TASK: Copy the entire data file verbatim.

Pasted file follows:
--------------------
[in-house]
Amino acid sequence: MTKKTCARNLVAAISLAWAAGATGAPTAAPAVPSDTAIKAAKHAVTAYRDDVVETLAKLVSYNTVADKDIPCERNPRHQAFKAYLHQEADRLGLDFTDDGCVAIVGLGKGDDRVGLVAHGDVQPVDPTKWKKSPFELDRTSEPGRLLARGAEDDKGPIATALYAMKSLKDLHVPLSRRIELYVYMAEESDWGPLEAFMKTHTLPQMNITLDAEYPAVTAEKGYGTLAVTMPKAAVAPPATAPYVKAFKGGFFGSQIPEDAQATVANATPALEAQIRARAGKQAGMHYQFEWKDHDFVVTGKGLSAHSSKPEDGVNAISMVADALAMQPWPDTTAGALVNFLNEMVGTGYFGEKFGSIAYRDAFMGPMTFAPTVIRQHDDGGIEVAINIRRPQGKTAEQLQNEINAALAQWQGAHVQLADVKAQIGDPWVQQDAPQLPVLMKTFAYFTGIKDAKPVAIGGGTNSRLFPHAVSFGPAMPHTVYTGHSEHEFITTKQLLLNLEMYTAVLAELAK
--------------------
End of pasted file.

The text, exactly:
[in-house]
Amino acid sequence: MTKKTCARNLVAAISLAWAAGATGAPTAAPAVPSDTAIKAAKHAVTAYRDDVVETLAKLVSYNTVADKDIPCERNPRHQAFKAYLHQEADRLGLDFTDDGCVAIVGLGKGDDRVGLVAHGDVQPVDPTKWKKSPFELDRTSEPGRLLARGAEDDKGPIATALYAMKSLKDLHVPLSRRIELYVYMAEESDWGPLEAFMKTHTLPQMNITLDAEYPAVTAEKGYGTLAVTMPKAAVAPPATAPYVKAFKGGFFGSQIPEDAQATVANATPALEAQIRARAGKQAGMHYQFEWKDHDFVVTGKGLSAHSSKPEDGVNAISMVADALAMQPWPDTTAGALVNFLNEMVGTGYFGEKFGSIAYRDAFMGPMTFAPTVIRQHDDGGIEVAINIRRPQGKTAEQLQNEINAALAQWQGAHVQLADVKAQIGDPWVQQDAPQLPVLMKTFAYFTGIKDAKPVAIGGGTNSRLFPHAVSFGPAMPHTVYTGHSEHEFITTKQLLLNLEMYTAVLAELAK